I’ve been to a lot of weddings. Small weddings, big weddings. Religious weddings, rowdy weddings. Weddings where the couple look like they’ve just graduated high school and weddings where the bride and groom were in their 60s. Weddings are a lot of fun, even if you’re just working at them. But there are a few things that wedding guests don’t seem to think of when they’re enjoying all that food, wine and love. So here are a few things to remember next time you head into that reception hall that will make everyone’s night a little nicer:
Push your chair in.
Something comes over people when they’re at weddings, and they lose all sense of the people around them. But when the waitstaff are trying to serve meals to 150 guests as quickly as possible and already have to navigate their way around people dancing, three photographers and their lighting equipment, baby prams, the bride’s dress and other staff carrying trays of drinks, it would be nice to not have to push in every 5th chair just to get through the aisle.
Inform the bride and groom of your dietary requirements before the wedding.
Even if it’s just the morning of the wedding, it is much more likely you will get the meal you need than if you tell the waitstaff who just put the main meal down in front of you that you’re pregnant and can’t eat everything good under the sun. Food service at a wedding is not like a restaurant. The ingredients are not set up in the kitchen with the chef waiting to whip up whatever your stomach desires at that second. So make it easier for everyone and just fess up your weird dietary restrictions ASAP.
Don’t be demanding about the food and drinks, it’s most likely you didn’t even pay for any of it.
The entitlement guests feel at weddings can be overwhelming for waitstaff. Yes, you are a guest and a customer at this venue and we’ll give you the best service we can, which is usually pretty damn good. But when you whinge to the bride that the bar is closed, when she probably chose the closing time, you’re making yourself look pretty foolish and you definitely won’t be getting that extra drink. Be grateful she even invited you to eat and get drunk for free.
Don’t ask for extra bread.
If canapés, entree, main, dessert and cake with coffee aren’t enough food for you, you may have a bigger problem than not having another slice of bread put on your plate immediately. Sometimes bread is the majority of the food leftover for the waitstaff to eat on their 10pm break, so count your lucky stars if they are willing to give up a slice.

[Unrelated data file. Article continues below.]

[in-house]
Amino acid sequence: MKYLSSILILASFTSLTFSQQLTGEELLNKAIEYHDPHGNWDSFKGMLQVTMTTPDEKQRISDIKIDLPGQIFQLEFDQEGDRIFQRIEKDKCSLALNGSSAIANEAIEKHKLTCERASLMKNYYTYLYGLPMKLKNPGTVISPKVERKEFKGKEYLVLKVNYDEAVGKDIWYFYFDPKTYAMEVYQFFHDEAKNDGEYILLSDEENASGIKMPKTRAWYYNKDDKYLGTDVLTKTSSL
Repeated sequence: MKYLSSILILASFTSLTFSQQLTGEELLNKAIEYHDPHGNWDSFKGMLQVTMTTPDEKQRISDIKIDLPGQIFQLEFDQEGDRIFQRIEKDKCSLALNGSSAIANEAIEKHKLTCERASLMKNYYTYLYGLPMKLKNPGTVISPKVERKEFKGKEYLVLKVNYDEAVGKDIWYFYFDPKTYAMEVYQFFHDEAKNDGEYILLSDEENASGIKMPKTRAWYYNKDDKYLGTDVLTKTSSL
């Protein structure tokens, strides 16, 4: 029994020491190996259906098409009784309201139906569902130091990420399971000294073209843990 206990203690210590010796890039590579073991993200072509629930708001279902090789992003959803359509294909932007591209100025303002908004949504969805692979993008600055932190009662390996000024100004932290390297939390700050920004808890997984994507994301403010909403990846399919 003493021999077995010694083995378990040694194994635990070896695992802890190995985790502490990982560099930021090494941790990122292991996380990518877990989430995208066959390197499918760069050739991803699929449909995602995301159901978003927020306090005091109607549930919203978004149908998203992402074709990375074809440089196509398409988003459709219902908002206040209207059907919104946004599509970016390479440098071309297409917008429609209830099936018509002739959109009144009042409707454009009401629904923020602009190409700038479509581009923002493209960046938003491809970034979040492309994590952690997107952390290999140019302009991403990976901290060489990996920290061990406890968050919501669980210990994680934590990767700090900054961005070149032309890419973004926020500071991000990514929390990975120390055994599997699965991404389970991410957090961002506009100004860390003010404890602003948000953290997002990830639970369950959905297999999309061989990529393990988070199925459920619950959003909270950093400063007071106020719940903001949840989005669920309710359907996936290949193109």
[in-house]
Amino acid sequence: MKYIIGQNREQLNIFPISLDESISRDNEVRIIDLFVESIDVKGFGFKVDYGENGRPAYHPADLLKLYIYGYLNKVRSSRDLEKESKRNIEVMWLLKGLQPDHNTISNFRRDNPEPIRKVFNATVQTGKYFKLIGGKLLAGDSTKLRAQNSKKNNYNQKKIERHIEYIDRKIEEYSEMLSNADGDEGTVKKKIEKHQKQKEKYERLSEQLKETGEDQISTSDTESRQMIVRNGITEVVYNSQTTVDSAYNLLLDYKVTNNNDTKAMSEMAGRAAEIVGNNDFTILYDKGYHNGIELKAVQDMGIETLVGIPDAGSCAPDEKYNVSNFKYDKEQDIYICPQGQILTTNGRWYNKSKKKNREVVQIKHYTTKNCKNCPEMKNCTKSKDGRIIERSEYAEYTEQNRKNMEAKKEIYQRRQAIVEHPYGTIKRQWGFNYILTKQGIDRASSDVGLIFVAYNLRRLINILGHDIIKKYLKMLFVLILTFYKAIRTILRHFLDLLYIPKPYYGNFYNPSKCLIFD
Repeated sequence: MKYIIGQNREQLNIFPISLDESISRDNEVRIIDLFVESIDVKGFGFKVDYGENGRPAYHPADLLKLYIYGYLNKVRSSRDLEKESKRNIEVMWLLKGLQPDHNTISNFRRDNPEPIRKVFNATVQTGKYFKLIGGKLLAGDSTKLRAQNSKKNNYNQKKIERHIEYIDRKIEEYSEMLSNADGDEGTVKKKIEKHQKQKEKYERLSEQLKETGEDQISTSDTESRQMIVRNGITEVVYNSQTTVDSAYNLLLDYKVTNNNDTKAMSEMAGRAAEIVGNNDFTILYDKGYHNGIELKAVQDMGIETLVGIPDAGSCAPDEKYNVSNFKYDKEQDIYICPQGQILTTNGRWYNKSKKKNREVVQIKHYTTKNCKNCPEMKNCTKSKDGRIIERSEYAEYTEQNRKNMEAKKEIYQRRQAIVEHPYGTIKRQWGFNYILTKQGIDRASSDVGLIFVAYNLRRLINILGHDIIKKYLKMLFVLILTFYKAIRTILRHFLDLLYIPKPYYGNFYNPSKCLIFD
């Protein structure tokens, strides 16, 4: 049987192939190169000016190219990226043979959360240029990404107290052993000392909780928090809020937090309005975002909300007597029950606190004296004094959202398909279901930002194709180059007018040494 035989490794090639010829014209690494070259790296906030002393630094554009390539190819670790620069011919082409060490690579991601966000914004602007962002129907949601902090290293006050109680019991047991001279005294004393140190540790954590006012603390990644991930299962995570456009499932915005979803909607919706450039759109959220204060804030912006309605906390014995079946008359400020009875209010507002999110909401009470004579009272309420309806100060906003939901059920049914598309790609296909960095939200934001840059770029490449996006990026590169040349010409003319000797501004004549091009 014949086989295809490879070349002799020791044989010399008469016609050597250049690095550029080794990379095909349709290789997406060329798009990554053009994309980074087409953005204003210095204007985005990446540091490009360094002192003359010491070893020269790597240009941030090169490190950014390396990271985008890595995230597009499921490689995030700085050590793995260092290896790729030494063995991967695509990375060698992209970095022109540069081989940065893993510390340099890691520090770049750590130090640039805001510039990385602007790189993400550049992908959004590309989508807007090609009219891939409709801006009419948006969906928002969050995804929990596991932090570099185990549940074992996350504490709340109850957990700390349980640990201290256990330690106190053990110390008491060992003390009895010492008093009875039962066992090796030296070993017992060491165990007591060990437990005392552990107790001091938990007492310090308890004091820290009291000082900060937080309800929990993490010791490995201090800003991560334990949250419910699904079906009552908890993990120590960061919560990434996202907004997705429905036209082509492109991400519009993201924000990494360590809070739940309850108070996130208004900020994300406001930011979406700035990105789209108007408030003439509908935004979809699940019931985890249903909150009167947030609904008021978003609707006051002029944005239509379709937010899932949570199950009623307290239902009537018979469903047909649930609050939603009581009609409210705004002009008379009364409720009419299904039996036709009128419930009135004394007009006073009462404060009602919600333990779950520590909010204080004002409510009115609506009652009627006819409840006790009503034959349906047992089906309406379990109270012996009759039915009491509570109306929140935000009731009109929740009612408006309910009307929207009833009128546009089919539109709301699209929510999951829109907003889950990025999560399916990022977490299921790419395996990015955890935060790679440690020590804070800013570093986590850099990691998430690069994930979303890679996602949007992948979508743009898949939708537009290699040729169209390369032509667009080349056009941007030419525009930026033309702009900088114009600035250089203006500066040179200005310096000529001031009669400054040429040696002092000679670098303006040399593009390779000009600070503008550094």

Think about where you
put your rubbish.
If waitstaff are carrying a tray of canapés, it is not appropriate or hygienic to place your dirty napkin on the same tray. Nor is it appropriate to stick your dirty skewer in the garden. There are tables, heck there are even nice bowls for you to place your rubbish in. Don’t be a tosser.
For god’s sake, don’t throw up.
It’s ridiculous how quickly a wedding can go from a classy affair to downright trashy. Obviously free alcohol can go straight to your head, but try to control yourself. The night is not about seeing how smashed you can get, so don’t make it all about you. But if the situation does arise, try to a least make it to the bathroom first.
Don’t linger once the wedding is over.
When the bride and groom leave, there is often about ten minutes left until the wedding is over. And then all guests are expected to leave. It’s ideal to have your transport from the venue organised before you need to leave. The table that the waitstaff are hurriedly trying to clear and strip to reset for another wedding the next night is not the place for you to sit down with your mates and debrief on the night.
And if you really feel the need to do cocaine, please find something else to snort it off other than the baby change table.